During the COVID-19 pandemic, there was systemic, campus-led censorship of dissenting scientific views, witch hunts of distinguished health care professionals, and de facto suppression of open scientific debate over the safety and efficacy of vaccines and the cost-benefit value of the lockdowns.

Medical-school doctors were demonized if they argued that there was scientific support for augmenting COVID-19 treatment with existing cheap, off-label pharmaceuticals, and even vitamin and supplement regimens. Authors of scientifically-based arguments that the origins of the COVID-19 virus was to be found at the Wuhan virology lab in China were demonized and their conclusions smeared rather than refuted.

In addition, any university-related scientific dialogue over the degree of and remedy for man-made, fossil-fuel-induced climate change must adhere to strict orthodoxies. Any apostates will risk having their careers curtailed and endangered.

It is also perilous for researchers, doctors, and public-health experts on campuses to question the recent dogma that sex is entirely socially constructed rather than biologically determined.

The university-trained computer minds that fuel Silicon Valley’s high tech industry have weaponized their Internet search results to prioritize links deemed socially and politically preferable.

University graduates are also past masters at Internet shadow-banning, doxxing, blacklisting, and canceling any person, institution, or idea that is felt to be detrimental to or at odds with the progressive agenda.

As for business, law, and medical schools–they now transfer much of their finite resources away from honing professional skills to ideological indoctrination in supposed diversity, equity, and inclusion.

As a result, universities have lost their century-long credibility as guardians of free and open scientific inquiry. Any contemporary university scientist who followed a renegade devotion to disinterested science–as embodied by Democritus, Galileo, or Copernicus–would encounter the same premodern character assassination, groupthink opposition, and efforts to destroy his career.

In sum, if exorbitantly priced higher education can no longer produce either a class of broadly educated citizens, or an empirically-trained and elite scientific, professional, and technological class, then why would Americans any longer put up with universities’ unapologetic indoctrination—a sort of interference with the university’s mission so reminiscent of the disastrous Russian commissar system that had nearly destroyed the Red Army at the outset of World War II?

Reform will only come through curtailing the government handouts that fuel multibillion dollar university endowments. Such unprecedented affluence ensures lavish campus budgets that in turn subsidize racist, anti-Semitic, and McCarthyite policies and institutions.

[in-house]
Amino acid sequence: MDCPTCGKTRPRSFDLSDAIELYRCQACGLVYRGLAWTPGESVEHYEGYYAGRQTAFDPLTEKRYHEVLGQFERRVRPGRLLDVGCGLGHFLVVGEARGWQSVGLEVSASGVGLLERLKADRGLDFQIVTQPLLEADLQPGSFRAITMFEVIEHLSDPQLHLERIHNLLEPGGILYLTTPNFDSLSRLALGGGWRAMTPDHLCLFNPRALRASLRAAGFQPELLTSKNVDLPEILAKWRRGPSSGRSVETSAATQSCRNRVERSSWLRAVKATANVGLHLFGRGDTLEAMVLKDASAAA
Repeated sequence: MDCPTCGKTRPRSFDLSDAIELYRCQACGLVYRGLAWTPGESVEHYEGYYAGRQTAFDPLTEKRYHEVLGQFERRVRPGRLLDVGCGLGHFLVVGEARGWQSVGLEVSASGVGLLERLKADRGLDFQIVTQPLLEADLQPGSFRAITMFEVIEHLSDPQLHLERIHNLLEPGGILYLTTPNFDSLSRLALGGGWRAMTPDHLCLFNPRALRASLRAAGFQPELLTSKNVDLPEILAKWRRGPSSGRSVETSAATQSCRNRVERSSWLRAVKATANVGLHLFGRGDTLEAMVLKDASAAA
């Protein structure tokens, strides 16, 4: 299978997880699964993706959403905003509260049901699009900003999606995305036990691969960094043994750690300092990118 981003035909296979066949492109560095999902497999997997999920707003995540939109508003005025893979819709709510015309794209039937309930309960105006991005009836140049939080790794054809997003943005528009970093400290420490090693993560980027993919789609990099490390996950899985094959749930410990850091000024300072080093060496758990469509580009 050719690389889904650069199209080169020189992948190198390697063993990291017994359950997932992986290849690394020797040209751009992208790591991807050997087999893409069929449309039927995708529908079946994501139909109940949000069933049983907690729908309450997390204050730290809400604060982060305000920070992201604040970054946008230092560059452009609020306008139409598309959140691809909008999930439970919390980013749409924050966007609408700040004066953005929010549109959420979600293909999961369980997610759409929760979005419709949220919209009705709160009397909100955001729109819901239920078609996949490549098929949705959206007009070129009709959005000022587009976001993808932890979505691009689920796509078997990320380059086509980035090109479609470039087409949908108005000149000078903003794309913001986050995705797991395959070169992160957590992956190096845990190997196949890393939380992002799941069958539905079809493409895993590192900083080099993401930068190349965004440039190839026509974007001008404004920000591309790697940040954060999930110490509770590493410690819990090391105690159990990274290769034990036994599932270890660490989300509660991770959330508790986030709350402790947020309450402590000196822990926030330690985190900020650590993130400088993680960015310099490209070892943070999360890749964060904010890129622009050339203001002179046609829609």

Just tax the income from the roughly $1 trillion of America’s tax exempt university endowments and perhaps there would not be quite enough money for courses on cartoons, cross-dressing, and BLM, much less for thousands of DEI commissars and censors.

Stop federal funds to any university that refuses to ensure Bill-of-Rights protections for its students.

If the SAT and ACT are increasingly dropped for admissions to universities, then an exit version of them should be required to ensure that all BA and BS degrees certify at least a minimum competence in math, science, and general knowledge.

Get the government out of the $1.8 trillion student loan business—and perhaps campuses would understand the concept of moral hazard. Only then would they monitor carefully extraneous expenditures and begin graduating students in four years—with the skills that employers so desperately need and the knowledge that a democracy relies upon.

If thousands of big donors who give billions of dollars to Ivy League and other tony universities were to “just say no,” then perhaps grasping deans, provosts, and presidents would begin to wonder whether they could fund any more rock climbing walls, latte bars, DEI czars, drag shows—and hate-Israel courses and student organizations.

In short, colleges are now a bad deal—far too costly, too political, and too incompetent in fulfilling their mission to the country. They no longer can deliver on what they were created for, and they simply will not stop fueling things that are not just unnecessary, but downright injurious to the country, scary, and destructive.

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About Victor Davis Hanson

Victor Davis Hanson is a distinguished fellow of the Center for American Greatness and the Martin and Illie Anderson Senior Fellow at Stanford University’s Hoover Institution. He is an American military historian, columnist, a former classics professor, and scholar of ancient warfare. He has been a visiting professor at Hillsdale College since 2004, and is the 2023 Giles O'Malley Distinguished Visiting Professor at the School of Public Policy, Pepperdine University. Hanson was awarded the National Humanities Medal in 2007 by President George W. Bush, and the Bradley Prize in 2008. Hanson is also a farmer (growing almonds on a family farm in Selma, California) and a critic of social trends related to farming and agrarianism. He is the author most recently of The Second World Wars: How the First Global Conflict Was Fought and Won, The Case for Trump and the recently released The Dying Citizen, and the forthcoming The End of Everything (May 7, 2024)..

Photo: NEW YORK, UNITED STATES - 2023/10/12: Students from Hunter College chant and hold up signs during a pro-Palestinian demonstration at the entrance of their campus. The pro-Palestinian student organization Students for Justice In Palestine (SJP) held protests in colleges across the nation to show solidarity with Palestine. On October 7 the Palestinian militant group Hamas launched a large-scale surprise attack from Gaza, launching thousands of missiles and sending at least 1,500 fighters by land, sea and air into Israel. At least 1,300 Israelis have been confirmed killed and 150 kidnapped. 1,203 Palestinians in Gaza are also confirmed killed. The attack is prompting retaliatory strikes by Israel on Gaza and a declaration of war by the Israeli prime minister. (Photo by Michael Nigro/Pacific Press/LightRocket via Getty Images)